Extract 1 of
Life in Christ
by John Stott, to be re-published by Langham Publishing in 2019.*
Anybody who attends an Anglican church service for the first time may be struck by the fact that so many of the prayers end with the words “through Jesus Christ our Lord.” This phrase introduces us to the concept of mediation (1 Tim 2:5). It declares that God the Father’s actions towards human beings have been taken not directly but indirectly through Jesus his Son; and that in consequence we must approach him through Jesus. To some this may seem puzzling because “it makes God seem so remote”, but it has been a fundamental conviction of Christians in every generation that we can know and approach God only through Jesus.
Despite appearances to the contrary, “through Jesus Christ” means access to God, not barriers to access.The phrase reveals that Jesus is the only bridge over an otherwise unbridgeable chasm—the gulf between God and human beings caused by our ignorance and by our sin.We not only lack the mental equipment to conceive God, we also lack the moral integrity to approach him. By ourselves, in our human finitude and self-centred rebellion, we can neither know God nor reach him. We need revelation and redemption, both of which are mediated by Jesus.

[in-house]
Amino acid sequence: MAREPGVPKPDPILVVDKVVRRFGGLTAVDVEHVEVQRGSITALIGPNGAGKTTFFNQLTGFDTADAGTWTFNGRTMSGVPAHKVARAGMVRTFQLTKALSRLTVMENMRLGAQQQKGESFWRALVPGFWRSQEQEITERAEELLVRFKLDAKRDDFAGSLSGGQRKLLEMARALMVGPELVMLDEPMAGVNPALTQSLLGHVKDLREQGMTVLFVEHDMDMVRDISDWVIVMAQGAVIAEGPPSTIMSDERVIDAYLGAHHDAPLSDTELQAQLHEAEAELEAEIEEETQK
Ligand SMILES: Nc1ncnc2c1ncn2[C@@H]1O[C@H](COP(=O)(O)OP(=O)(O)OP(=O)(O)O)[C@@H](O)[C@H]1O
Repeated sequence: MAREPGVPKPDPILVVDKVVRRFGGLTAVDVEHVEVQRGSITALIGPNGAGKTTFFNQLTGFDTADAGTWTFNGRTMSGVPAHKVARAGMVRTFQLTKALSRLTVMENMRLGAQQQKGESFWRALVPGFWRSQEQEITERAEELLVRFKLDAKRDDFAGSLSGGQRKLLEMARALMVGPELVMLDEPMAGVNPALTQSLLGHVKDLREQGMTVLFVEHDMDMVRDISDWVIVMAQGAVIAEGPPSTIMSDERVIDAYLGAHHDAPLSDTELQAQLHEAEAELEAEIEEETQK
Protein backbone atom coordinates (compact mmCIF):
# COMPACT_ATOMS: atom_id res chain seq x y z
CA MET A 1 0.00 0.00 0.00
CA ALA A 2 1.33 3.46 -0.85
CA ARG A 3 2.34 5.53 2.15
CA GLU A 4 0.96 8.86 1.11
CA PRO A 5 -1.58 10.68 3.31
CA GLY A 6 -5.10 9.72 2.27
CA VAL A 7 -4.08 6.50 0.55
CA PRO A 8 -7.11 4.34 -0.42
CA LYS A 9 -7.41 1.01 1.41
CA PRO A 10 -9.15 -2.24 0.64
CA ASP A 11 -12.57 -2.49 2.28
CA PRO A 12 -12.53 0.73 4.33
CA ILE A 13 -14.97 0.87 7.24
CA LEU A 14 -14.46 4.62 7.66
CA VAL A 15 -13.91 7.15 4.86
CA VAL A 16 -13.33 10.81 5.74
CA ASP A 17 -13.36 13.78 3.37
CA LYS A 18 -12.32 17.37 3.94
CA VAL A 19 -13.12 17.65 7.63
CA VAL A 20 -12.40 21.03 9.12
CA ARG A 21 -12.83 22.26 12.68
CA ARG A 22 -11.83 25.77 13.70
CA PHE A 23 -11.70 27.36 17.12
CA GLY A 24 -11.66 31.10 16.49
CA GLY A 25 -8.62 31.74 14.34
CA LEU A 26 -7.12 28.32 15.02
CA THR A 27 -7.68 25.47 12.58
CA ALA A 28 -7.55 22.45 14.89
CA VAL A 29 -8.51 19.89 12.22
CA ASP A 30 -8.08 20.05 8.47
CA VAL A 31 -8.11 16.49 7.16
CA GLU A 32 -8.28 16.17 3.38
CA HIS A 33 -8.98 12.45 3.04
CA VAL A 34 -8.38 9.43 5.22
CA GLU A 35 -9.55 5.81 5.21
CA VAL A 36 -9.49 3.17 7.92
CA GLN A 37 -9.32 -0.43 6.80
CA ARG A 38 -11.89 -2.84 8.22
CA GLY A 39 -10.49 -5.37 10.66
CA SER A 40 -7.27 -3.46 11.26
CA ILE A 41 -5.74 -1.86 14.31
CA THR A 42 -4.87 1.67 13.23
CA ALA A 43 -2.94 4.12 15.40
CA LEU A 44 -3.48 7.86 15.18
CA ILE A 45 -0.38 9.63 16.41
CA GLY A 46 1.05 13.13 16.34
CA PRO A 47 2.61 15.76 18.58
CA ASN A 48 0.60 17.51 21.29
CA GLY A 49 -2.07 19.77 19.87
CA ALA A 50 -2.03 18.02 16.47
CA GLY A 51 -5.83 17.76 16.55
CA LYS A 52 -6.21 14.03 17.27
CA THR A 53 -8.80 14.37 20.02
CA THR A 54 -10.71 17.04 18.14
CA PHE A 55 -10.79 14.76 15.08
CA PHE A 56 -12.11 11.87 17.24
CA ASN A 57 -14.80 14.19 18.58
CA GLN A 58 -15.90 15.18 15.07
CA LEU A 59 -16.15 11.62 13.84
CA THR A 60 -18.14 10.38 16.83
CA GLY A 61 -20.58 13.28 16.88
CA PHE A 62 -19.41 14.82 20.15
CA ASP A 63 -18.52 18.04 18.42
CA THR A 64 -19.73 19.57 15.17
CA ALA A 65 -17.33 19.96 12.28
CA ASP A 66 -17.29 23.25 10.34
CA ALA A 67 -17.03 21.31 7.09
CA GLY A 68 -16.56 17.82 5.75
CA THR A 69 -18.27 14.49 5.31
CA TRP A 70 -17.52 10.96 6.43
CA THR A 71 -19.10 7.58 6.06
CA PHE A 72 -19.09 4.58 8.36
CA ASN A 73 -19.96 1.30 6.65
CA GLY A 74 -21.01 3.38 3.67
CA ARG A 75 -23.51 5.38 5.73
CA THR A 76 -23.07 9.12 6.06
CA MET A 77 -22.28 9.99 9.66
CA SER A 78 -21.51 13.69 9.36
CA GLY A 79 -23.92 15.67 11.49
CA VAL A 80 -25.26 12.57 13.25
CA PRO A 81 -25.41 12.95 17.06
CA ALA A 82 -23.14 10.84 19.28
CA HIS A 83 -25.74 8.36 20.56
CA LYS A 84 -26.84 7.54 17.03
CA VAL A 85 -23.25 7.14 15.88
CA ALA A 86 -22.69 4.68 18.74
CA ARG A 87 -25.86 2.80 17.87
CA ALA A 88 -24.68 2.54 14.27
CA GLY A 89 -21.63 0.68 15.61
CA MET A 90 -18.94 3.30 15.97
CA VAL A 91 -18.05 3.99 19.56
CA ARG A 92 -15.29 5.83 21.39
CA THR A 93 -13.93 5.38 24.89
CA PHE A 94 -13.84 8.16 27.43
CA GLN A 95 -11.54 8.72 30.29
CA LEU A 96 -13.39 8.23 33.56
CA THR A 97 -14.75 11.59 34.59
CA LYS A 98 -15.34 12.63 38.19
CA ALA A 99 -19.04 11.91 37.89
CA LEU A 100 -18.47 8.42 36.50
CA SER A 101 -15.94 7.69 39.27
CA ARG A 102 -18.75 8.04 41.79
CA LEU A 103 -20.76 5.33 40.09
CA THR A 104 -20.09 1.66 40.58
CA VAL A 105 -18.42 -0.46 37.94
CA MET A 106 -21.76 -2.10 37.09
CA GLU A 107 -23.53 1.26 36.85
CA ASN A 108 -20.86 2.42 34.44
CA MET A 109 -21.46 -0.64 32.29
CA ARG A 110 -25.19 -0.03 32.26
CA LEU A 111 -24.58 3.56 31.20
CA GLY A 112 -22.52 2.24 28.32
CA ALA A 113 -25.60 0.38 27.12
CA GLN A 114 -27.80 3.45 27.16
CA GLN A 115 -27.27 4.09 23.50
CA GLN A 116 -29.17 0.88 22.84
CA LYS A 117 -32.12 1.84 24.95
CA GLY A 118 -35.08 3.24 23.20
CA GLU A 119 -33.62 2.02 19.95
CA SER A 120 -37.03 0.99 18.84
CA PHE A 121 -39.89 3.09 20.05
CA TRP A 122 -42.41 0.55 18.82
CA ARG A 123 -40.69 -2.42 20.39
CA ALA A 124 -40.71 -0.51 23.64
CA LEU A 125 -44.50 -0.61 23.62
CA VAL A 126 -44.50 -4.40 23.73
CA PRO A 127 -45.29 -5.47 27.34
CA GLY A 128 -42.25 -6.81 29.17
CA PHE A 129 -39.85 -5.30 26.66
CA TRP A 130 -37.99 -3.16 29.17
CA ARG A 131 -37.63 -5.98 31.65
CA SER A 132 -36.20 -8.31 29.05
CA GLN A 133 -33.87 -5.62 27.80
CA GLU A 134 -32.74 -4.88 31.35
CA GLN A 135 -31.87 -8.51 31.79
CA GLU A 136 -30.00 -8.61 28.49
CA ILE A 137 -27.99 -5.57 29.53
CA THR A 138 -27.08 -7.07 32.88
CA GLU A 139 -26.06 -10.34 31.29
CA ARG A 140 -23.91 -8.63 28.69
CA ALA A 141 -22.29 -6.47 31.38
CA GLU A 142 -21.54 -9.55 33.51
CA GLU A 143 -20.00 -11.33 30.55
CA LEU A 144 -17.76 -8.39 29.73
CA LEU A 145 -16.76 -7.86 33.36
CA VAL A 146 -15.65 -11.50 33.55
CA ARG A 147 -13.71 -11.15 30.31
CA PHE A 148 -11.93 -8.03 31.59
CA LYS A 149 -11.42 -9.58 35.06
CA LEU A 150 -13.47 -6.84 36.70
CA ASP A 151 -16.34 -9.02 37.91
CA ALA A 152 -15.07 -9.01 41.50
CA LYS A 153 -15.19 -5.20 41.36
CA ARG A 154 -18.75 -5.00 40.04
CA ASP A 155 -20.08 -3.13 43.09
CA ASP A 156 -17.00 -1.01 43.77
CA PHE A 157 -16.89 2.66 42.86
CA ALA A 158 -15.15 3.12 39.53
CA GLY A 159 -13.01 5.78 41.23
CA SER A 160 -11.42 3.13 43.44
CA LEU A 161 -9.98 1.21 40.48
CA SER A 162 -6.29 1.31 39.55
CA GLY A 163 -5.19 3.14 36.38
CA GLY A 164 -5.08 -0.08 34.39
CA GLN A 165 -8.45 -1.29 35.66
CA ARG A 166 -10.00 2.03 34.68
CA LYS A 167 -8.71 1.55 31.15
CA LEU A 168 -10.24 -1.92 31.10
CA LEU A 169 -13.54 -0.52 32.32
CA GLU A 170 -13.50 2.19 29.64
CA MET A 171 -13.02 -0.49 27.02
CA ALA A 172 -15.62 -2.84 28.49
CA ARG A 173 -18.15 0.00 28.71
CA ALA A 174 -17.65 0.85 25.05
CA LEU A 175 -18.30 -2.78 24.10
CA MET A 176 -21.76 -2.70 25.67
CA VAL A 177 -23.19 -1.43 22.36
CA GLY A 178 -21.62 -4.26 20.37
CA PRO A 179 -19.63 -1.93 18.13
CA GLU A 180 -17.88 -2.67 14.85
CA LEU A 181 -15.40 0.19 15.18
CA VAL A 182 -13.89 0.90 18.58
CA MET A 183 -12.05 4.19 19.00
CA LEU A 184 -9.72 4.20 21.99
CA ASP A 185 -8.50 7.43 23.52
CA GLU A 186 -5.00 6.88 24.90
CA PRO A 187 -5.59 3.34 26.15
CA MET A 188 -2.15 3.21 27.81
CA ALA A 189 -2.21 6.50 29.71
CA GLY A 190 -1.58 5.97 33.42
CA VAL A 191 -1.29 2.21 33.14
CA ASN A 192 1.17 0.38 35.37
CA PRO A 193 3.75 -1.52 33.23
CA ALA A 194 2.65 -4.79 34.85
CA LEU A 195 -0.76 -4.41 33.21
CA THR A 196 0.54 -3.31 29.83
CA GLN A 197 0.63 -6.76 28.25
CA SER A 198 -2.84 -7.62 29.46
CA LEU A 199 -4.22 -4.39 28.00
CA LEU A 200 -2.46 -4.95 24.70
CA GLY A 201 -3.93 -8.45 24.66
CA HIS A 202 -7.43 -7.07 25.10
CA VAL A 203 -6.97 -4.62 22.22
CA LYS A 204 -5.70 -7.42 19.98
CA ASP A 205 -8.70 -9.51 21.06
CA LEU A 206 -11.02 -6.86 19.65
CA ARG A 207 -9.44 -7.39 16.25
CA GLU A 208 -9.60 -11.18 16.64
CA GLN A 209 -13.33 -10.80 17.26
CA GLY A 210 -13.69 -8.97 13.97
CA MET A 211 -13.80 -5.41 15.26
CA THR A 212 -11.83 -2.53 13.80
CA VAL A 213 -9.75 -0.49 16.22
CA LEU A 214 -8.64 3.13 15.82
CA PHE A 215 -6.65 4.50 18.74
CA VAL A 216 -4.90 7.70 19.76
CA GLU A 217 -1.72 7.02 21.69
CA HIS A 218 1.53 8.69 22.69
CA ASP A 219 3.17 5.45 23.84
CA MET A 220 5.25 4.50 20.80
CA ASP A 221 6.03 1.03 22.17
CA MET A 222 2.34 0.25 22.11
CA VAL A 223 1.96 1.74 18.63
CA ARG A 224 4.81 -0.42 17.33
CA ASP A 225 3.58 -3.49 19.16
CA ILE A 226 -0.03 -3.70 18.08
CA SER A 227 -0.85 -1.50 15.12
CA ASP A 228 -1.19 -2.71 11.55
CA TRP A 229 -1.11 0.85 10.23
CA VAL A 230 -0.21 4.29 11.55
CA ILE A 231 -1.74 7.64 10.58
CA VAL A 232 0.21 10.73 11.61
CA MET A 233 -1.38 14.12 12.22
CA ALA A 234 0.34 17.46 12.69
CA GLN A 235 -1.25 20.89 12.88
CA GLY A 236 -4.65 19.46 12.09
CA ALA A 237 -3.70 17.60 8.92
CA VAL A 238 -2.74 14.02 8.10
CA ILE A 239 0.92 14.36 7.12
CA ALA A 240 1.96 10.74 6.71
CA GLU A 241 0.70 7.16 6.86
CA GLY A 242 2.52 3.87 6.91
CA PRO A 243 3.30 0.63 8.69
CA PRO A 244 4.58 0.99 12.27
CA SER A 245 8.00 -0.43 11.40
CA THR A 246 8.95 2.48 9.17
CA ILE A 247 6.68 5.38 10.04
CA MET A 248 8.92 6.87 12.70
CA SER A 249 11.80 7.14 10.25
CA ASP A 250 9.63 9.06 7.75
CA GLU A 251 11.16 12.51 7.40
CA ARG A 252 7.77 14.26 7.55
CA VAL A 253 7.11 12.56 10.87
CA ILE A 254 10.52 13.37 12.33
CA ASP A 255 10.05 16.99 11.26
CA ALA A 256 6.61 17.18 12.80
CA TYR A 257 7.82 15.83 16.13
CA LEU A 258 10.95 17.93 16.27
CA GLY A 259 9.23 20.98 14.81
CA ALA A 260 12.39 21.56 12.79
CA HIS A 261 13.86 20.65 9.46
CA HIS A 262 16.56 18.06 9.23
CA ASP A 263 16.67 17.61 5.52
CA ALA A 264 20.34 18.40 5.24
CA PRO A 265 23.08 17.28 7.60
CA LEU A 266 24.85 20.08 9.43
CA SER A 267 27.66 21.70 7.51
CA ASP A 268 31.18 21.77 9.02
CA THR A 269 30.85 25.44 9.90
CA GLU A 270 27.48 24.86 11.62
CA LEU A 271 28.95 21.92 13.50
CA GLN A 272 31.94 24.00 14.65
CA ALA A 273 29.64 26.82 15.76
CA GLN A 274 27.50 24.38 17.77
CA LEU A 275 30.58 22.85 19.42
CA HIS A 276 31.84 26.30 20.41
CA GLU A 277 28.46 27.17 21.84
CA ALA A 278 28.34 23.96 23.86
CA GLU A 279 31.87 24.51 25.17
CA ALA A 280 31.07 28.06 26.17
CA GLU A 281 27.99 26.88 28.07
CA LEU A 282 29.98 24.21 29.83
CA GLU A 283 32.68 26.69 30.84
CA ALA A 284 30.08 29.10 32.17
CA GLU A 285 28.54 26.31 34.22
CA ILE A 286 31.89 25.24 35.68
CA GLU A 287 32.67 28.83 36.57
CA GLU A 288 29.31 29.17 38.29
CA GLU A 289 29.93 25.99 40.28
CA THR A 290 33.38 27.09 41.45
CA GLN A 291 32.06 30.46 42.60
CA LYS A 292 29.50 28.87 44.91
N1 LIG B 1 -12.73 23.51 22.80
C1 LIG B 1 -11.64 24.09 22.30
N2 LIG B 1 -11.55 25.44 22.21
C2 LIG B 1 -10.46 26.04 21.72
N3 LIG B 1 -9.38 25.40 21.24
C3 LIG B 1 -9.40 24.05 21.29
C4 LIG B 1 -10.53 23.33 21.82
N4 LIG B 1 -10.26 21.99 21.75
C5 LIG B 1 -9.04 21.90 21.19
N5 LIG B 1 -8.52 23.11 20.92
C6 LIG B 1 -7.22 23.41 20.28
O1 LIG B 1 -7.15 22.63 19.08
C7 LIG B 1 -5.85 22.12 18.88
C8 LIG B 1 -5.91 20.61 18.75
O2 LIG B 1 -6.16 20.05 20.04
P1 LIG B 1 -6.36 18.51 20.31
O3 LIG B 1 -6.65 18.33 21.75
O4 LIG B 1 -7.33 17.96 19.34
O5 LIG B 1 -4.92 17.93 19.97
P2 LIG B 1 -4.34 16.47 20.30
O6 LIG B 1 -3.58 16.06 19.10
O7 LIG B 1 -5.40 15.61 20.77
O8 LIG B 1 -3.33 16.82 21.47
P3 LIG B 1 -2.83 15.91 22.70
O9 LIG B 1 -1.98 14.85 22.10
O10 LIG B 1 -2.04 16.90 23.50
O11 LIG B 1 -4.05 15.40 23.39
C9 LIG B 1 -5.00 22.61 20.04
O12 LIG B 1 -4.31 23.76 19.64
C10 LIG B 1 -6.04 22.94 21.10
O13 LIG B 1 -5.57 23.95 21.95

The opening verses of Hebrews (Heb. 1:1-4) bring together these two major spheres of mediation, teaching us that God has both spoken to our ignorance and dealt with our sins through Jesus.
God’s Revelation through Jesus Christ
The writer of Hebrews draws a contrast between the Old and New Testaments. In both
. However,“in these last days,” that is, in the final period of history introduced by Jesus’ coming, God has spoken to us “by his Son” who, it is implied, introduces the grand finale of the drama, bringing God’s self-disclosure to completion.
The completeness of this revelation of God is emphasized by the greatness of the person through whom it was made. In Hebrews 1:2–3he is given the highest imaginable descriptive titles in relation first to the universe (he is its creator, sustainer and “heir”) and then to God himself (he is “his Son” and “the radiance of God’s glory and the exact representation of his being”.